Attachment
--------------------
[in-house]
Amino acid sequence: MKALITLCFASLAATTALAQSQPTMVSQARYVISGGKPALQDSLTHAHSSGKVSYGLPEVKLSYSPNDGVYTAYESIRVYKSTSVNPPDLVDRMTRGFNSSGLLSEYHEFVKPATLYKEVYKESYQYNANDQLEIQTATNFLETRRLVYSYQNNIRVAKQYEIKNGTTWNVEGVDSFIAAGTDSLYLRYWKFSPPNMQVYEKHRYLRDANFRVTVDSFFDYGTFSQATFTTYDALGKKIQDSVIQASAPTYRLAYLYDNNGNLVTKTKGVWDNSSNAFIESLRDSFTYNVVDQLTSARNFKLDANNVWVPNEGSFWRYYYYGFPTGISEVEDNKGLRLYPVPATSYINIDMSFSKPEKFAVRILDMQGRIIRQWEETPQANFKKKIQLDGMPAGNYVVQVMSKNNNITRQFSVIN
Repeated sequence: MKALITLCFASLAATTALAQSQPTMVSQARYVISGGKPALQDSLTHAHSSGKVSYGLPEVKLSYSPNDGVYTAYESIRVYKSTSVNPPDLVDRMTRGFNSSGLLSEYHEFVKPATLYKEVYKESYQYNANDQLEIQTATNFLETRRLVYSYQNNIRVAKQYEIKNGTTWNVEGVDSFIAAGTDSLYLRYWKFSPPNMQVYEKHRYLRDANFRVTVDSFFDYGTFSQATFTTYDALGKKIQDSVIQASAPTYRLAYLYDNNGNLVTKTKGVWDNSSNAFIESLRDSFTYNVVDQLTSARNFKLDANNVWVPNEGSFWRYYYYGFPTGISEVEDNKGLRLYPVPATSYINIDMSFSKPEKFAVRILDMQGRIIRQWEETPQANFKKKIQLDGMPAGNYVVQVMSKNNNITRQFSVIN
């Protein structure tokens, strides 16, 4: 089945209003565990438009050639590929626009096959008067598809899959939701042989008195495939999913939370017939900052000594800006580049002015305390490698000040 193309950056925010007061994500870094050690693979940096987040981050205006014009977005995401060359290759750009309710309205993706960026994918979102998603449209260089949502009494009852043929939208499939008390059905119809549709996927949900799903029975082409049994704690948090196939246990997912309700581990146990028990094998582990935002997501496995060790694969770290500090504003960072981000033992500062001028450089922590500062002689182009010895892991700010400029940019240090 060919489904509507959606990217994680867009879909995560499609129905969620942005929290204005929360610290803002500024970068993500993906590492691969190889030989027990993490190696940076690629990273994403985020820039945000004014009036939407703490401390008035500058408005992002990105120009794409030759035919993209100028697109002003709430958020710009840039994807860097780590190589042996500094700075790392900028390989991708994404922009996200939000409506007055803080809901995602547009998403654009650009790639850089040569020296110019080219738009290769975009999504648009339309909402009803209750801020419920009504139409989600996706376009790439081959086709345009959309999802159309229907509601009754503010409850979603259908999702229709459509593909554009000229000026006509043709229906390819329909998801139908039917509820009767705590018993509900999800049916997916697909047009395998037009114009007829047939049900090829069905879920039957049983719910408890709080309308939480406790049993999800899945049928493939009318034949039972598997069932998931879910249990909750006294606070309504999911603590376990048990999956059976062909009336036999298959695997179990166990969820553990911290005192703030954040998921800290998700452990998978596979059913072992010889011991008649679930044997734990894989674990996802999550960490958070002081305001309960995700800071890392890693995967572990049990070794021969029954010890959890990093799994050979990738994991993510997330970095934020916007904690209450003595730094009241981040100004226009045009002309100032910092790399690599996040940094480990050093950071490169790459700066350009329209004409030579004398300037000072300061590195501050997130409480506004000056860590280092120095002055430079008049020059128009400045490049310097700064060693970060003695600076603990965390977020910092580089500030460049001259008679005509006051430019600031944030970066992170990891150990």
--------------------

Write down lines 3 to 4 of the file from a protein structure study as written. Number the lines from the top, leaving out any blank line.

Repeated sequence: MKALITLCFASLAATTALAQSQPTMVSQARYVISGGKPALQDSLTHAHSSGKVSYGLPEVKLSYSPNDGVYTAYESIRVYKSTSVNPPDLVDRMTRGFNSSGLLSEYHEFVKPATLYKEVYKESYQYNANDQLEIQTATNFLETRRLVYSYQNNIRVAKQYEIKNGTTWNVEGVDSFIAAGTDSLYLRYWKFSPPNMQVYEKHRYLRDANFRVTVDSFFDYGTFSQATFTTYDALGKKIQDSVIQASAPTYRLAYLYDNNGNLVTKTKGVWDNSSNAFIESLRDSFTYNVVDQLTSARNFKLDANNVWVPNEGSFWRYYYYGFPTGISEVEDNKGLRLYPVPATSYINIDMSFSKPEKFAVRILDMQGRIIRQWEETPQANFKKKIQLDGMPAGNYVVQVMSKNNNITRQFSVIN
């Protein structure tokens, strides 16, 4: 089945209003565990438009050639590929626009096959008067598809899959939701042989008195495939999913939370017939900052000594800006580049002015305390490698000040 193309950056925010007061994500870094050690693979940096987040981050205006014009977005995401060359290759750009309710309205993706960026994918979102998603449209260089949502009494009852043929939208499939008390059905119809549709996927949900799903029975082409049994704690948090196939246990997912309700581990146990028990094998582990935002997501496995060790694969770290500090504003960072981000033992500062001028450089922590500062002689182009010895892991700010400029940019240090 060919489904509507959606990217994680867009879909995560499609129905969620942005929290204005929360610290803002500024970068993500993906590492691969190889030989027990993490190696940076690629990273994403985020820039945000004014009036939407703490401390008035500058408005992002990105120009794409030759035919993209100028697109002003709430958020710009840039994807860097780590190589042996500094700075790392900028390989991708994404922009996200939000409506007055803080809901995602547009998403654009650009790639850089040569020296110019080219738009290769975009999504648009339309909402009803209750801020419920009504139409989600996706376009790439081959086709345009959309999802159309229907509601009754503010409850979603259908999702229709459509593909554009000229000026006509043709229906390819329909998801139908039917509820009767705590018993509900999800049916997916697909047009395998037009114009007829047939049900090829069905879920039957049983719910408890709080309308939480406790049993999800899945049928493939009318034949039972598997069932998931879910249990909750006294606070309504999911603590376990048990999956059976062909009336036999298959695997179990166990969820553990911290005192703030954040998921800290998700452990998978596979059913072992010889011991008649679930044997734990894989674990996802999550960490958070002081305001309960995700800071890392890693995967572990049990070794021969029954010890959890990093799994050979990738994991993510997330970095934020916007904690209450003595730094009241981040100004226009045009002309100032910092790399690599996040940094480990050093950071490169790459700066350009329209004409030579004398300037000072300061590195501050997130409480506004000056860590280092120095002055430079008049020059128009400045490049310097700064060693970060003695600076603990965390977020910092580089500030460049001259008679005509006051430019600031944030970066992170990891150990």